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story.lead_photo.caption The CBS All Access series Star Trek: Discovery stars James Frain as Ambassador Sarek and Sonequa Martin-Green as First Officer Michael Burnham.

So, is CBS' strategy to lure viewers to its streaming service working? Yes. Well, maybe. It's hard to tell.

The network recently gave the green light for a second season of Star Trek: Discovery. That's the network's prequel to the iconic series that debuted Sept. 24, then moved over exclusively to CBS All Access where Trekkies must pay to view.

The plan was to roll out the 15-episode first season in two parts. Part 1 ended Sunday and Part 2 will pick up in January.

The network's goal is to counter the growing trend of viewers cutting the cable and getting their TV needs directly from streaming services. The trend, especially among millennials, has led to the rise of such streaming powerhouses as Netflix, Hulu and Amazon Prime.

Others in the growing mix include Acorn, DirecTV Now, Sling TV, HBO Now, PlayStation Vue and YouTube TV.

Star Trek: Discovery was intended to sweeten the CBS All Access pot. Besides Discovery, subscribers get all the regular CBS programs (plus back episodes), as well as live programming streams of local CBS affiliates in 124 markets. The fee is $6 a month with ads, or $10 ad-free.

Discovery is set about a decade before the events of the original series (1966-69) and follows the adventures of Starfleet officer Michael Burnham (The Walking Dead's Sonequa Martin-Green) as she serves aboard the USS Discovery after the outbreak of war between the Federation and the Klingon Empire.

The critically acclaimed pilot brought in an impressive 9.6 million viewers before the series disappeared behind the CBS All Access pay wall, where ratings and numbers aren't revealed. CBS did boast that after the pilot, the streaming service set a single-day record for sign-ups. Whatever that means.

Following the second season announcement, The Washington Post noted Discovery "is too big to fail." The network has already spent a reported $120 million on the first season, making a second season -- no matter what the numbers -- a certainty.

Where's Ten Days? I know. I know. I love Kyra Sedgwick, too. I watched every single episode of The Closer, but her star power wasn't enough to save her new ABC mystery, Ten Days in the Valley. Low ratings have sunk the series.

After four episodes, ABC pulled the show from the important Sunday lineup and will burn it off on little-watched Saturdays beginning at 8 p.m. Dec. 16 with two back-to-back episodes.

A new episode will air at 9 p.m. Dec. 23 and 30, then the two-hour series finale will bring the curtain down at 8 p.m. Jan. 6.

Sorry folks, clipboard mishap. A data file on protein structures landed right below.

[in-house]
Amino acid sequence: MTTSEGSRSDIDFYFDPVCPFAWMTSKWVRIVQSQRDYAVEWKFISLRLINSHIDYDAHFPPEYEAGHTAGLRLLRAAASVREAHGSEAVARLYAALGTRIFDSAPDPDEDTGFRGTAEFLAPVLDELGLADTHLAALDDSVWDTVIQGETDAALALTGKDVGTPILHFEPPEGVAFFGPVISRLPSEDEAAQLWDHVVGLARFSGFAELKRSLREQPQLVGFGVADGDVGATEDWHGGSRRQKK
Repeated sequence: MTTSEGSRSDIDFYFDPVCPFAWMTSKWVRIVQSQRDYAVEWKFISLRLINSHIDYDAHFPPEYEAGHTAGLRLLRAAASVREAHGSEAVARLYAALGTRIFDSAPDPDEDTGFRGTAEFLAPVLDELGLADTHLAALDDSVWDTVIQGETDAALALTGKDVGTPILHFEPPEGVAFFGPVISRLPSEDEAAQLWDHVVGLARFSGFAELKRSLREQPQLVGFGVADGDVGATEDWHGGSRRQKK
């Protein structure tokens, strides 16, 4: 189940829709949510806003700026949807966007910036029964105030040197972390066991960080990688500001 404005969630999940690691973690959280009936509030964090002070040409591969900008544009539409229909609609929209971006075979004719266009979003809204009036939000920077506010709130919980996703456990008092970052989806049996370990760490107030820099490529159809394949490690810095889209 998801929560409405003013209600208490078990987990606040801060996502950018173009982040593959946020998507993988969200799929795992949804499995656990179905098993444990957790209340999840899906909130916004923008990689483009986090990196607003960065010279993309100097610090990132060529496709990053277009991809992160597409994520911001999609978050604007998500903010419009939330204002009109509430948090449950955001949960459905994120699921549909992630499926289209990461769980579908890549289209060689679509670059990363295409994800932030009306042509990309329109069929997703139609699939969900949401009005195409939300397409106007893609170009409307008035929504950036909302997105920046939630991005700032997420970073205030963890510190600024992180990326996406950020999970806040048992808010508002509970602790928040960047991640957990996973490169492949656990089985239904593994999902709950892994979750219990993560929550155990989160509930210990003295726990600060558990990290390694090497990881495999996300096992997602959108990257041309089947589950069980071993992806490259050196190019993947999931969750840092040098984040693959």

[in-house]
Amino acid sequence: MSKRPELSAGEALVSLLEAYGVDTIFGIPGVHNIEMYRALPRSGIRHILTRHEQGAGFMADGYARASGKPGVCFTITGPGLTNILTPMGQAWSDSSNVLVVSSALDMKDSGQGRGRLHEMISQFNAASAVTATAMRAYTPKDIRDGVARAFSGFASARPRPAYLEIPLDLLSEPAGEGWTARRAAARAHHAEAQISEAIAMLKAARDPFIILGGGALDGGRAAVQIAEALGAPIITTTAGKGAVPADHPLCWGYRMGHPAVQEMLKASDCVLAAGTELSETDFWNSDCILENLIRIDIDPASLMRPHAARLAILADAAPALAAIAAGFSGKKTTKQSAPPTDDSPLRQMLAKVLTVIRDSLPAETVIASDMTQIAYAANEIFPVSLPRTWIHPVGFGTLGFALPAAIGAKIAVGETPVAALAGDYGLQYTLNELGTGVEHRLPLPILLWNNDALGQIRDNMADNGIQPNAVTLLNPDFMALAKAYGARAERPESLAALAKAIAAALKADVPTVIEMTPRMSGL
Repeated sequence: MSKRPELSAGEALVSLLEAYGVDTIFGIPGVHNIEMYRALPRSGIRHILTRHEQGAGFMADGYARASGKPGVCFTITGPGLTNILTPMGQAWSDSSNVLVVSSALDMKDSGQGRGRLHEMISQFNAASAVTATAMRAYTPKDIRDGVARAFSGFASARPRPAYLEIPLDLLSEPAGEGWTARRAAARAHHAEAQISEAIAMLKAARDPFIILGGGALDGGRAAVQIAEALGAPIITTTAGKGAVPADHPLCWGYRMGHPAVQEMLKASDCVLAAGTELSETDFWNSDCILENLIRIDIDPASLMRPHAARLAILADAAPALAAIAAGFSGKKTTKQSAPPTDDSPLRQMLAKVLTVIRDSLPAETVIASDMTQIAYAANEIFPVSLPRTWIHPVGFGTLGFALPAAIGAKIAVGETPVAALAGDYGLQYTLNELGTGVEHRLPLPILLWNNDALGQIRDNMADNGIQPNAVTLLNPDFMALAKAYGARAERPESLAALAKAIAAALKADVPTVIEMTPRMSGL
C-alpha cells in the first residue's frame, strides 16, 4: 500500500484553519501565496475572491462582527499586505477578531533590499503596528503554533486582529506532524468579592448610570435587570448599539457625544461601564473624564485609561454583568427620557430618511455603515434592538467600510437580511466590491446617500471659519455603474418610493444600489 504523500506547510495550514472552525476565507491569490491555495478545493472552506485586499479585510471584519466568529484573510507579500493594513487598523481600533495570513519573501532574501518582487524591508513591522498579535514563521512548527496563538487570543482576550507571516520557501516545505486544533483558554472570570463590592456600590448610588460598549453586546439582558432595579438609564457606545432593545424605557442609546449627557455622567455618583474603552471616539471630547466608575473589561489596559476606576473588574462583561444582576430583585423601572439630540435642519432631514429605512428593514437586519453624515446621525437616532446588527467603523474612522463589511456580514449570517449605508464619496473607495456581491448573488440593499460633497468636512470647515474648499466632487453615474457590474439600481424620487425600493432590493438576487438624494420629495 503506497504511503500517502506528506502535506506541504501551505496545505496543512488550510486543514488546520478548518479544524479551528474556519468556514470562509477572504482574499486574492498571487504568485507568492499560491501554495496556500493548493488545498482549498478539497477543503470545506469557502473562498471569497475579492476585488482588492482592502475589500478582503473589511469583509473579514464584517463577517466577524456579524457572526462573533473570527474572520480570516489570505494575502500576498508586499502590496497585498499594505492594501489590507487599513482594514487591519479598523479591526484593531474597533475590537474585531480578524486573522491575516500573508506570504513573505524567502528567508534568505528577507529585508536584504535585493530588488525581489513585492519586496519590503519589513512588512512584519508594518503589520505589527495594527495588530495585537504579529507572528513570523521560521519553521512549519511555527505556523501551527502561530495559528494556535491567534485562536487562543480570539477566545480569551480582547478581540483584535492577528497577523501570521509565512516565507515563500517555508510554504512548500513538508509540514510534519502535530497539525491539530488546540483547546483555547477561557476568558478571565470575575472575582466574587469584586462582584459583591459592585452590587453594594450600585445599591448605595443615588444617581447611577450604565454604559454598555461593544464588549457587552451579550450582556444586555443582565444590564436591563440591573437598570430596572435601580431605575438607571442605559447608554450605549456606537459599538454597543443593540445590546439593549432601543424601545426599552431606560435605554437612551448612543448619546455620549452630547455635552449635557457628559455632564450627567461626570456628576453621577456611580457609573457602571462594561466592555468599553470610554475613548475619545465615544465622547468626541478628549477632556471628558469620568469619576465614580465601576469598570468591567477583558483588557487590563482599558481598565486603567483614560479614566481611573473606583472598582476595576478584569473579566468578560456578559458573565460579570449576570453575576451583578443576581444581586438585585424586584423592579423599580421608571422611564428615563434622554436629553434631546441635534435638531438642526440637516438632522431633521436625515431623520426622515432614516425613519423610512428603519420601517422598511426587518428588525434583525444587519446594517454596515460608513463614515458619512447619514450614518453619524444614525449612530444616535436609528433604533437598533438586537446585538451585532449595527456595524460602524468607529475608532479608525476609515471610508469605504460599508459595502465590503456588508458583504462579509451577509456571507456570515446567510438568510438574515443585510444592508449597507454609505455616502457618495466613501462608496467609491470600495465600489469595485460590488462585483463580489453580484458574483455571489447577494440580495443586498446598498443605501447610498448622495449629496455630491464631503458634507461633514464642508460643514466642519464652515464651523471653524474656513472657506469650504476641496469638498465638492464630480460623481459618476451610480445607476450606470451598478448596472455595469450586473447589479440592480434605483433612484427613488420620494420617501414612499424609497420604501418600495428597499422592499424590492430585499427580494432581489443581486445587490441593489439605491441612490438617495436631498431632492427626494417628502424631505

What do we mean by low ratings? Ten Days began with a disappointing 3.4 million total viewers and dropped to a dismal 2.2 million by its fourth episode. That'll get you canned on broadcast TV every time no matter who your star is.

Ten Days' old 8 p.m. Sunday slot is being filled with Shark Tank. A second new episode follows at 9.

House of Cards. In case you missed the memo, Netflix has canceled House of Cards. The sixth season, now in production, will be the last. The final 13 episodes are expected to stream in mid-2018.

The cancellation, Netflix insists, has nothing to do with star Kevin Spacey recently being accused of an unwanted sexual advance on actor Anthony Rapp in 1986. The streaming service says the decision to drop the lagging series was made months ago.

Rapp, who now stars in Star Trek Discovery, said the incident happened at a party at Spacey's New York apartment when he was 14 and Spacey was 26.

In response, Spacey tweeted he did not remember any such encounter and was "beyond horrified" to hear the story. He then added, "If I did behave as he describes, I owe him the sincerest apology for what would have been deeply inappropriate drunken behavior."

Then, in the first public statement he has made about his sexuality, Spacey announced he was gay.

About Spacey's timing, a peeved GLAAD president Sarah Kate Ellis tweeted, "Coming out stories should not be used to deflect from allegations of sexual assault."

In 2013, House of Cards launched Netflix's roster of original programming and was an immediate success. The political thriller, co-starring Robin Wright, has been nominated for an Outstanding Drama Emmy every year since, but longtime fans have complained the show's quality has suffered the past couple of seasons.

The TV Column appears Sunday, Tuesday and Thursday. Email:

Weekend on 11/09/2017

Print Headline: Discovery apparently a success as CBS streamer

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